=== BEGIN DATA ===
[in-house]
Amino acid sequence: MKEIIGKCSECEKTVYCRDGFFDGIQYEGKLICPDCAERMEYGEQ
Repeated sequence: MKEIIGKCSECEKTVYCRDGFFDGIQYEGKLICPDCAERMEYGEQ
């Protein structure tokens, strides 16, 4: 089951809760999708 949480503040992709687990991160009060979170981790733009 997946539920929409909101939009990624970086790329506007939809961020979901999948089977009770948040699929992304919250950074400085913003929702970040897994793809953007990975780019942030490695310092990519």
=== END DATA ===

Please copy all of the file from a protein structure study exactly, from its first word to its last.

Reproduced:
[in-house]
Amino acid sequence: MKEIIGKCSECEKTVYCRDGFFDGIQYEGKLICPDCAERMEYGEQ
Repeated sequence: MKEIIGKCSECEKTVYCRDGFFDGIQYEGKLICPDCAERMEYGEQ
């Protein structure tokens, strides 16, 4: 089951809760999708 949480503040992709687990991160009060979170981790733009 997946539920929409909101939009990624970086790329506007939809961020979901999948089977009770948040699929992304919250950074400085913003929702970040897994793809953007990975780019942030490695310092990519």